These middle years of life are hard.
We are done having kids and are now focused on shaping and nurturing and growing these little humans.
The stress of nursing and changing diapers and baby proofing everything has made way to helping our kids acclimate at school, avoid bullies and eat their veggies.
We try to limit McDonalds trips. Screen time becomes a necessary evil. It’s a constant dance of power struggles, growth and nurturing, and trying to let them just be kids.
Our own parents and our friends’ parents health begins to wane.
The people who gave us life are passing, or aging faster than ever, and the fragility of life has never been so profound.
We lose a parent. Maybe both. Or we learn about a new health issue. Our worries transition from which parent we are visiting on which holiday to who will still be around in five years? Ten years? Who’s going to look after them and what that will entail.
We look in the mirror and our faces are changing. New lines forming that aren’t simply from smiling or a rough night sleep.
Gravity is taking hold and the grey hairs are multiplying faster than we can pluck them out or dye them away.
Everyone we know starts getting Botox and we realize this might just be our new normal. Or do we let age settle in and hope for the best? Money that used to go to Brazilian waxes and getting hammered on weekends are now spent on anti-aging elixirs and microdermabrasion.
Our marriages have settled into routine.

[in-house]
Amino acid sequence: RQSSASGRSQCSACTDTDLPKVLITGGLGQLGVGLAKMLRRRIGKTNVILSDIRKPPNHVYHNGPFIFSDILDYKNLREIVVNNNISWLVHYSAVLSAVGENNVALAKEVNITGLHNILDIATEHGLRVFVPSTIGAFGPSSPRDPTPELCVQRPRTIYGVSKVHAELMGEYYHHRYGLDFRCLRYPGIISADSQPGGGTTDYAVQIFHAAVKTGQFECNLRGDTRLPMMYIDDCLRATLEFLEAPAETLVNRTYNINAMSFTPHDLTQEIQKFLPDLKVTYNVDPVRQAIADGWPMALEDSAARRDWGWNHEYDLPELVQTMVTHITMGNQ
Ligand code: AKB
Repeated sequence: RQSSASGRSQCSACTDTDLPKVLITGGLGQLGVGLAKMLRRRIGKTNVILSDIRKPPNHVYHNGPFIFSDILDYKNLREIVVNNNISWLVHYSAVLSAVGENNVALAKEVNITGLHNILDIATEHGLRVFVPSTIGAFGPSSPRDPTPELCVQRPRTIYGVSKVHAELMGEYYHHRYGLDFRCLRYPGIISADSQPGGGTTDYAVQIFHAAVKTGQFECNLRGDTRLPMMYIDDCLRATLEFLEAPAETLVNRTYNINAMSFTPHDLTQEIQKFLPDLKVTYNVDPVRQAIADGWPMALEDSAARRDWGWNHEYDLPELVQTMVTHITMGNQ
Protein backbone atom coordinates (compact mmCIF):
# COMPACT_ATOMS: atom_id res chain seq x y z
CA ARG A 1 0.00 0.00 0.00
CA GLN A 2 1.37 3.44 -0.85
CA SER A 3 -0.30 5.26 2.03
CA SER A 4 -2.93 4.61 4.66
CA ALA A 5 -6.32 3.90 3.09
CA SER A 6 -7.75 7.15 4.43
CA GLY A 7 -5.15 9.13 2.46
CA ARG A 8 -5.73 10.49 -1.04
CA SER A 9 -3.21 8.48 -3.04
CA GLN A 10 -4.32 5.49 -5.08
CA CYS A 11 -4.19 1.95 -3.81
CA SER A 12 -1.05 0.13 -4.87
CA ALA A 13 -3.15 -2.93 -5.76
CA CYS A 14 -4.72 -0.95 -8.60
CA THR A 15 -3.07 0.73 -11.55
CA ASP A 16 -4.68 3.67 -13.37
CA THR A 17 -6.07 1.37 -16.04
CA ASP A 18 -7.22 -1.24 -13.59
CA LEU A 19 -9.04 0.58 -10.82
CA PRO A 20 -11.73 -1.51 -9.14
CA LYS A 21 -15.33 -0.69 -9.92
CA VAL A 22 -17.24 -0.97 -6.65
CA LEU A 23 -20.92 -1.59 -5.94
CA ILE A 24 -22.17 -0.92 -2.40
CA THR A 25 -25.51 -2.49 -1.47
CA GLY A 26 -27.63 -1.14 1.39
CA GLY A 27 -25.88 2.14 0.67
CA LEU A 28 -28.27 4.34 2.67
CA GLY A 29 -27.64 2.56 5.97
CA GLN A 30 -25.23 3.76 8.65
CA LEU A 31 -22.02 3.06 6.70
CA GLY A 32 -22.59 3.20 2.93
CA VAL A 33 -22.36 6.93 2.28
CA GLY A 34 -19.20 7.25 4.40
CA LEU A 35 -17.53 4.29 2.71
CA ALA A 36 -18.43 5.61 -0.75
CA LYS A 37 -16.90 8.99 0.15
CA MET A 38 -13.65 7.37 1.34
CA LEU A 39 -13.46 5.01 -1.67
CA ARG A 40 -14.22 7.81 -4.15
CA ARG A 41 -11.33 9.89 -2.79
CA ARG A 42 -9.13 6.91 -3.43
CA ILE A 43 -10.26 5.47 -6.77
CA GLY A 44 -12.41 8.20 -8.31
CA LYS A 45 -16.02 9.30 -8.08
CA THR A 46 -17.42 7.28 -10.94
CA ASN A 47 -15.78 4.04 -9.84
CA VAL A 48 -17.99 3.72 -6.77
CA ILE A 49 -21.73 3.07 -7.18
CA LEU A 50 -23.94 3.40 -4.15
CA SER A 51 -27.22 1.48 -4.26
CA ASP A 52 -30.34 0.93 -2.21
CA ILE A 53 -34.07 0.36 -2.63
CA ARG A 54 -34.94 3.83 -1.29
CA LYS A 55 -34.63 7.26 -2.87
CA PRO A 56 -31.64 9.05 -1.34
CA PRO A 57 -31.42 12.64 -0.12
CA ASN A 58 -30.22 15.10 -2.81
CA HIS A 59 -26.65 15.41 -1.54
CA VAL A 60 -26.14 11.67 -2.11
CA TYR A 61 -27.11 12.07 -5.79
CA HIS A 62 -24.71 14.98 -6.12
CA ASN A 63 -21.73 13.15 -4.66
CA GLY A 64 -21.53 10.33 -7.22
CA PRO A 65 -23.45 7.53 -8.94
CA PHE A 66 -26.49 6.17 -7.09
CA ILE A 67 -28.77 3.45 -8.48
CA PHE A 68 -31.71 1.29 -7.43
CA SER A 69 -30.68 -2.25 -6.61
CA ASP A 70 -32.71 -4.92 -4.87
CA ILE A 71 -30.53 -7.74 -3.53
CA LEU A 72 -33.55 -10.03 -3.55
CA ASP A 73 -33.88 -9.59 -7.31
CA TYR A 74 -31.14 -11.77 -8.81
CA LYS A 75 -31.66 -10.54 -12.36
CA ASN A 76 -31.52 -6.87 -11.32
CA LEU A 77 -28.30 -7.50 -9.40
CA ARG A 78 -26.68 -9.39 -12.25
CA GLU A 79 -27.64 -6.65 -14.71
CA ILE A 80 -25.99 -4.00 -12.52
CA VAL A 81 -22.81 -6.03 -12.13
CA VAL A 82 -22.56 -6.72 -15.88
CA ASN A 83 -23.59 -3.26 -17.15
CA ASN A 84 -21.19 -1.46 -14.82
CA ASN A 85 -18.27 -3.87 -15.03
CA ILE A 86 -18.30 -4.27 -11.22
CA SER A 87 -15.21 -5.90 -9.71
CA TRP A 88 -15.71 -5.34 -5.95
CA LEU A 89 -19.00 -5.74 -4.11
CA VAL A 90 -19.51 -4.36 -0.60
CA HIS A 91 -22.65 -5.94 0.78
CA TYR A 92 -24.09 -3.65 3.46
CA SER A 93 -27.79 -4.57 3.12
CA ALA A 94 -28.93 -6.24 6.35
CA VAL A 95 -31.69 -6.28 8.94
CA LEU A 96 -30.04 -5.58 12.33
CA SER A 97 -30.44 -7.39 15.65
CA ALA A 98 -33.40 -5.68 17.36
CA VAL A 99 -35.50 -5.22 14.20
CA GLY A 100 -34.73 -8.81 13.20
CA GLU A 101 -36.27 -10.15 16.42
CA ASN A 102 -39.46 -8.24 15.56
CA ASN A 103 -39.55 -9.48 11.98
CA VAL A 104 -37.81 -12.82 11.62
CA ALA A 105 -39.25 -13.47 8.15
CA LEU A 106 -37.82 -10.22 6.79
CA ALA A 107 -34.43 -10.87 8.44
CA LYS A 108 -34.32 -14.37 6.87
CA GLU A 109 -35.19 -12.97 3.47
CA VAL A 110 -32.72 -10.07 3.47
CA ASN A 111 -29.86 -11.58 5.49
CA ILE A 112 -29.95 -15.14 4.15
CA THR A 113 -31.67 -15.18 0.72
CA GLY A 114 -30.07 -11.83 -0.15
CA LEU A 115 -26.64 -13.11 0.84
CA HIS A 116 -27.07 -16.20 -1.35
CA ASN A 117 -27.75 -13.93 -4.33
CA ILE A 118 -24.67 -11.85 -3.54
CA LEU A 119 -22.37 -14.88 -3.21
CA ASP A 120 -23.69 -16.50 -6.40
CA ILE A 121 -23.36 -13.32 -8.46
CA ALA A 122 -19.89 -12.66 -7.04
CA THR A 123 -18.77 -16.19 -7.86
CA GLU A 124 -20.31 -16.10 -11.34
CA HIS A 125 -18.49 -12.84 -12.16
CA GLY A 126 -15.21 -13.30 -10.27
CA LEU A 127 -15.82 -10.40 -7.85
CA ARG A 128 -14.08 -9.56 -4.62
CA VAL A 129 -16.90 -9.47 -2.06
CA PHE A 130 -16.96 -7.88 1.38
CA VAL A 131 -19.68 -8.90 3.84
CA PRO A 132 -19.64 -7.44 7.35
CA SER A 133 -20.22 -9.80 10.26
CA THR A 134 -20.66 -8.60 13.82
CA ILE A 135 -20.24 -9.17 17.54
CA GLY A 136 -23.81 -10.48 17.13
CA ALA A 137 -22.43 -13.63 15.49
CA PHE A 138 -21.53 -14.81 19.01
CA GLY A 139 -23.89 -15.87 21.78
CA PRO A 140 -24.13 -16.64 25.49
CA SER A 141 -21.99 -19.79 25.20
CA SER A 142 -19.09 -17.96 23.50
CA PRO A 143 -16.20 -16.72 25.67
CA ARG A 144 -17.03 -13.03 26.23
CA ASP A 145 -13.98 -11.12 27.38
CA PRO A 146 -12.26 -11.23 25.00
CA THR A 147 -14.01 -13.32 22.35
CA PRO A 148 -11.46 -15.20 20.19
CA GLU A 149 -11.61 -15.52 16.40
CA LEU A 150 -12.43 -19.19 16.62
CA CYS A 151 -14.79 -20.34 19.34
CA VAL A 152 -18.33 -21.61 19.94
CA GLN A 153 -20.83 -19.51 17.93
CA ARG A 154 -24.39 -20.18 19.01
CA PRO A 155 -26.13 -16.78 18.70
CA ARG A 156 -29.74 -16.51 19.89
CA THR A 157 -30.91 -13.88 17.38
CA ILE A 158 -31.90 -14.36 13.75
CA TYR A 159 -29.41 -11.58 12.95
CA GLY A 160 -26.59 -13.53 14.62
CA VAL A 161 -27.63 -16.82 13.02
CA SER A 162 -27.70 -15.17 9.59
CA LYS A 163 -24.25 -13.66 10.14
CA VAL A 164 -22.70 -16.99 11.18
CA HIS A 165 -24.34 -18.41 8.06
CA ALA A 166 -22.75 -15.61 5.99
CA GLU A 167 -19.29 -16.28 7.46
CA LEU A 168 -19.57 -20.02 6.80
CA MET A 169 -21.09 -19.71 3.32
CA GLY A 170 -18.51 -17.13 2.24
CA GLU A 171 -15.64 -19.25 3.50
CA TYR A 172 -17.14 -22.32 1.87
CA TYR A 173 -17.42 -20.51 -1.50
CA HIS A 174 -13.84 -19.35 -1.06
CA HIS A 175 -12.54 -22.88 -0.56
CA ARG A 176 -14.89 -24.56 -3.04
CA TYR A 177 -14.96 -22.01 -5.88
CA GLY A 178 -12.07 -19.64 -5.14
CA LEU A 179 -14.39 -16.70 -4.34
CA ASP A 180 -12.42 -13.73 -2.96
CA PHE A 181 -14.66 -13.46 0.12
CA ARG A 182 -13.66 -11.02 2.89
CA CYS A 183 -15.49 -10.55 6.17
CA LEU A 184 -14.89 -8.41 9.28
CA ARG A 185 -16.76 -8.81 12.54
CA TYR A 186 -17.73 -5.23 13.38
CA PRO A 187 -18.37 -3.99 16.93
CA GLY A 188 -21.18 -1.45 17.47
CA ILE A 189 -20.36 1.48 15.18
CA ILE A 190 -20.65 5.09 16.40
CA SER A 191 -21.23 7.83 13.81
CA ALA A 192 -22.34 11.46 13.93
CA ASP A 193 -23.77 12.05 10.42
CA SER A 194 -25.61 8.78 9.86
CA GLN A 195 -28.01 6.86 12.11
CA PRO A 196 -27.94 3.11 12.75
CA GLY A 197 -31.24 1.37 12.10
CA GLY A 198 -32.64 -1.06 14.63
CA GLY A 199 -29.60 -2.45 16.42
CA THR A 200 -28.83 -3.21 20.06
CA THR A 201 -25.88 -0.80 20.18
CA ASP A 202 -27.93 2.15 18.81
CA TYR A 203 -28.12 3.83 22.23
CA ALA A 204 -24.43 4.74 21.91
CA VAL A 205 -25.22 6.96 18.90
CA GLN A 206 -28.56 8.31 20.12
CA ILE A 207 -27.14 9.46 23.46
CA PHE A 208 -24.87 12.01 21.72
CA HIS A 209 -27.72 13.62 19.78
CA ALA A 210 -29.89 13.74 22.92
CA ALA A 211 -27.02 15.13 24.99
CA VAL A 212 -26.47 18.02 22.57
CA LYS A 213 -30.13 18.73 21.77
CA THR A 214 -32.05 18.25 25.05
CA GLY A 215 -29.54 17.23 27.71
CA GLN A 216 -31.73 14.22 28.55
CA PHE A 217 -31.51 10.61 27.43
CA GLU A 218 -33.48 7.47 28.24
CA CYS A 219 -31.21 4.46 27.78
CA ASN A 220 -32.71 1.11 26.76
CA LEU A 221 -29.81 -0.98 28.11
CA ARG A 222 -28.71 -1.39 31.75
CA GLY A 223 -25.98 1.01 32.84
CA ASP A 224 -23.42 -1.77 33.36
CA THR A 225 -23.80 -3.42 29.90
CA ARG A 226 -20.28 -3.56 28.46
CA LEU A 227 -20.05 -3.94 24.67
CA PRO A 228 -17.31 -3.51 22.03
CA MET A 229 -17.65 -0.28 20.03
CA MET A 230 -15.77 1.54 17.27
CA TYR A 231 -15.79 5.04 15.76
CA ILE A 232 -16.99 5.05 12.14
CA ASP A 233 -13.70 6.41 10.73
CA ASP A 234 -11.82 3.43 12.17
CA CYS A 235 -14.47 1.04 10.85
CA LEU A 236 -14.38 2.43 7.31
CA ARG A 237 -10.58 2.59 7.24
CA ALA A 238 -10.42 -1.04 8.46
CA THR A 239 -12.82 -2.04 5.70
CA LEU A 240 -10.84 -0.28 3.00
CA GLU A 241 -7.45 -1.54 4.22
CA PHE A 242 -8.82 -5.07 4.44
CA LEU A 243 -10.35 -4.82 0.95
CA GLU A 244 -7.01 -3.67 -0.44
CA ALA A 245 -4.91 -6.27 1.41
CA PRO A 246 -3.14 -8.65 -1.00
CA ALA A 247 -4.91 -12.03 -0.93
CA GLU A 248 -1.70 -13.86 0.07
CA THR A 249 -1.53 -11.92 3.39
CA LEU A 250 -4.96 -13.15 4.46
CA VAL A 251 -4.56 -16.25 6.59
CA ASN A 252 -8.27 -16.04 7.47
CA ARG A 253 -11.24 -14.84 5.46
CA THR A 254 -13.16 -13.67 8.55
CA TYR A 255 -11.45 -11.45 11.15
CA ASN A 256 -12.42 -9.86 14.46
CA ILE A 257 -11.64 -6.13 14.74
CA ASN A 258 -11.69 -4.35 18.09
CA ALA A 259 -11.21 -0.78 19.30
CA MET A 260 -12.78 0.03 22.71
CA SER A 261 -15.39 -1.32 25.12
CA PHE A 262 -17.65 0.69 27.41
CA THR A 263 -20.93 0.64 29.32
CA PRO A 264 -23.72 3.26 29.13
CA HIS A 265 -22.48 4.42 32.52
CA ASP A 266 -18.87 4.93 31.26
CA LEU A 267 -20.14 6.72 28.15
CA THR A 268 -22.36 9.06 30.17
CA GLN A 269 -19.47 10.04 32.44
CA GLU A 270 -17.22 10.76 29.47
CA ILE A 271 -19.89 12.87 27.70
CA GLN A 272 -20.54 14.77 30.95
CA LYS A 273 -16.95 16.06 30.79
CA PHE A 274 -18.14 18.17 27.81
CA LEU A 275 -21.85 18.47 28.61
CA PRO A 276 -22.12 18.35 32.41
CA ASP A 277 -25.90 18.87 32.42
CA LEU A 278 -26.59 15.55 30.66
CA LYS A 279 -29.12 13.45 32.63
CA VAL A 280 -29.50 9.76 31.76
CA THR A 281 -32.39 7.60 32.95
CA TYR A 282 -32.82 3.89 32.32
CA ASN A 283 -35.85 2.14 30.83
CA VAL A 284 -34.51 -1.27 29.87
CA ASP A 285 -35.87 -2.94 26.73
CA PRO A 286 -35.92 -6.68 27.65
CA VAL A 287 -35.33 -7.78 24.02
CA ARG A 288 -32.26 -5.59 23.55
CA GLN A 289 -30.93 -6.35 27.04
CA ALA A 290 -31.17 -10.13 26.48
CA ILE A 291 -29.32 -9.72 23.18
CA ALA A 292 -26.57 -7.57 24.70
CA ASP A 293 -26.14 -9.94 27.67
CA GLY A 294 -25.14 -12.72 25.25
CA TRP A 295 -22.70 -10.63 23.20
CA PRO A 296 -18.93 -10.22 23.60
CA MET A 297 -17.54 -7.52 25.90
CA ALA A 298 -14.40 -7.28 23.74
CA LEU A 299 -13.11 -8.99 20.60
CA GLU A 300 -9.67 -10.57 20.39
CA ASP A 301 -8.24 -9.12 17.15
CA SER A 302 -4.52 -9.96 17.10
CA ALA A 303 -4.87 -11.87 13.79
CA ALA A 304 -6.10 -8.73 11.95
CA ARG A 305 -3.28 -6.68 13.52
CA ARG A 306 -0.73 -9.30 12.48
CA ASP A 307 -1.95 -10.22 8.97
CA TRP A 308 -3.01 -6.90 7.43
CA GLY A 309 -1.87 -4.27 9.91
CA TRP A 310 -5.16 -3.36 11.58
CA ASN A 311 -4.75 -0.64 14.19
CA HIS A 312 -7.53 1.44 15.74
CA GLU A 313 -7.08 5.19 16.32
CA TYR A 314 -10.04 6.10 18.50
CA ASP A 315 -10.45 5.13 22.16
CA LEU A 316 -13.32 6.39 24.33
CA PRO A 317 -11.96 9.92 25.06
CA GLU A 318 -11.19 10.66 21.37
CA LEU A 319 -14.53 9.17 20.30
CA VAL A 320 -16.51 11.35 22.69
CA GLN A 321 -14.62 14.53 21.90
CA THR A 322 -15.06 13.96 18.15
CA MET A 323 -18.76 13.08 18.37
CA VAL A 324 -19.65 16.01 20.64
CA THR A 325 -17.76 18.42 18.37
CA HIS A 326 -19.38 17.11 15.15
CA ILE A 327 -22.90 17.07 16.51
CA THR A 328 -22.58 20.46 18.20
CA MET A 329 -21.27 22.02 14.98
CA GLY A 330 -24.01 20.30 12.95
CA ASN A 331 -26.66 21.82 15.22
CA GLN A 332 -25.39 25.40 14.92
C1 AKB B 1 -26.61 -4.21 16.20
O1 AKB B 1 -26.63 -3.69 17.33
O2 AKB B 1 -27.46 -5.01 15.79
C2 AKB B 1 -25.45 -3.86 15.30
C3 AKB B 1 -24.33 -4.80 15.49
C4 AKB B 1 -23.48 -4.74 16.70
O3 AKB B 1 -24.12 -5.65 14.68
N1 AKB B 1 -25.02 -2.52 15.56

We are getting less wedding invites from friends and hearing more whisper of divorce or separation. “Custody battle” becomes the ugly words on the street that makes us all cringe. Relationships are unraveling before our eyes and instead of talking to friends about our favorite honeymoon ideas or which daycare has the longest wait list, we are discussing the the best marriage counselors and divorce lawyers.
The days are going faster than ever. How is it almost fall? Didn’t the new year just start?
And the reality of our retirement account we have ignored or put off for vacations and fun toys for us all these years becomes horrifyingly closer than imagined. We start the crunch the numbers and retiring at 65 sounds impossible. Completely unrealistic.
The question of what we want to be when we grow up has transitioned to what can we continue to do without losing our minds for a few more years.
Our desire to succeed has settled to what do we need to do to survive. The dream of one day being rich has given way to finding a happy medium. Reaching a level of comfortable that is sustainable. Hoping someday there will be travel, and rest, and grandbabies to ooh and ahh over.
All while we settle with our own mortality. Our own realization that our body doesn’t work quite the same as it used to.
It doesn’t recover quite as fast. It doesn’t do what we want it to all the time, and things we took for granted are now things we desire… normal blood tests, a good night’s sleep, a doctors visit that doesn’t require a follow up.
And we’ve worked so hard to get here, and we still have so far to go. But all we want now is health and happiness for our kids. All we desire is a good life for them, and we would do anything to see that happen. We want nothing more on earth.
These middle years are hard.